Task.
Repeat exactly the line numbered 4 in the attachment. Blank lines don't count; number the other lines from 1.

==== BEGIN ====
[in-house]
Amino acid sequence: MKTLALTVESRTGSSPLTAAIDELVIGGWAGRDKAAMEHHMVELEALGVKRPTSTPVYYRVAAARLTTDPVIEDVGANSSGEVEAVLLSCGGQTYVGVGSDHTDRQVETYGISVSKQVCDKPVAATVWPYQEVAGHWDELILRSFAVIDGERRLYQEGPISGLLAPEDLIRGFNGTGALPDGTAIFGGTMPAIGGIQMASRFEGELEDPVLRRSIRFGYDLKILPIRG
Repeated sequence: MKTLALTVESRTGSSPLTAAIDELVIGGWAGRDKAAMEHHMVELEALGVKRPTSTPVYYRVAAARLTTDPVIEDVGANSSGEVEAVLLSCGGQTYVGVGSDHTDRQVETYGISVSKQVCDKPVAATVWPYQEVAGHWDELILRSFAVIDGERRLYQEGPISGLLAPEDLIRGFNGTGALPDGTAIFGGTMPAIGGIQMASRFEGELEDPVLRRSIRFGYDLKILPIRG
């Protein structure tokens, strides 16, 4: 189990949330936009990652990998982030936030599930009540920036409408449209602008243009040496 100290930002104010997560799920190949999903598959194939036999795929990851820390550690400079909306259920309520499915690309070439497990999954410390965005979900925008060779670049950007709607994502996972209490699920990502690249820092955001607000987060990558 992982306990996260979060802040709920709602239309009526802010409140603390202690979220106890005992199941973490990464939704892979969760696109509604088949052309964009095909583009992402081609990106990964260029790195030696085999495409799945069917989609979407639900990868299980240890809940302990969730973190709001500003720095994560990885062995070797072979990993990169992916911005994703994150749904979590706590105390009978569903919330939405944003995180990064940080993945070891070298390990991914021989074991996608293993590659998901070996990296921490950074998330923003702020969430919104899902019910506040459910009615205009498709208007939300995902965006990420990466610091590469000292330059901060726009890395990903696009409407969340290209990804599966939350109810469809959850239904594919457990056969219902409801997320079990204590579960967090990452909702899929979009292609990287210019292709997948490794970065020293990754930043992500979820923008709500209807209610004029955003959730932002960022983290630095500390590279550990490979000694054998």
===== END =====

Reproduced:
């Protein structure tokens, strides 16, 4: 189990949330936009990652990998982030936030599930009540920036409408449209602008243009040496 100290930002104010997560799920190949999903598959194939036999795929990851820390550690400079909306259920309520499915690309070439497990999954410390965005979900925008060779670049950007709607994502996972209490699920990502690249820092955001607000987060990558 992982306990996260979060802040709920709602239309009526802010409140603390202690979220106890005992199941973490990464939704892979969760696109509604088949052309964009095909583009992402081609990106990964260029790195030696085999495409799945069917989609979407639900990868299980240890809940302990969730973190709001500003720095994560990885062995070797072979990993990169992916911005994703994150749904979590706590105390009978569903919330939405944003995180990064940080993945070891070298390990991914021989074991996608293993590659998901070996990296921490950074998330923003702020969430919104899902019910506040459910009615205009498709208007939300995902965006990420990466610091590469000292330059901060726009890395990903696009409407969340290209990804599966939350109810469809959850239904594919457990056969219902409801997320079990204590579960967090990452909702899929979009292609990287210019292709997948490794970065020293990754930043992500979820923008709500209807209610004029955003959730932002960022983290630095500390590279550990490979000694054998």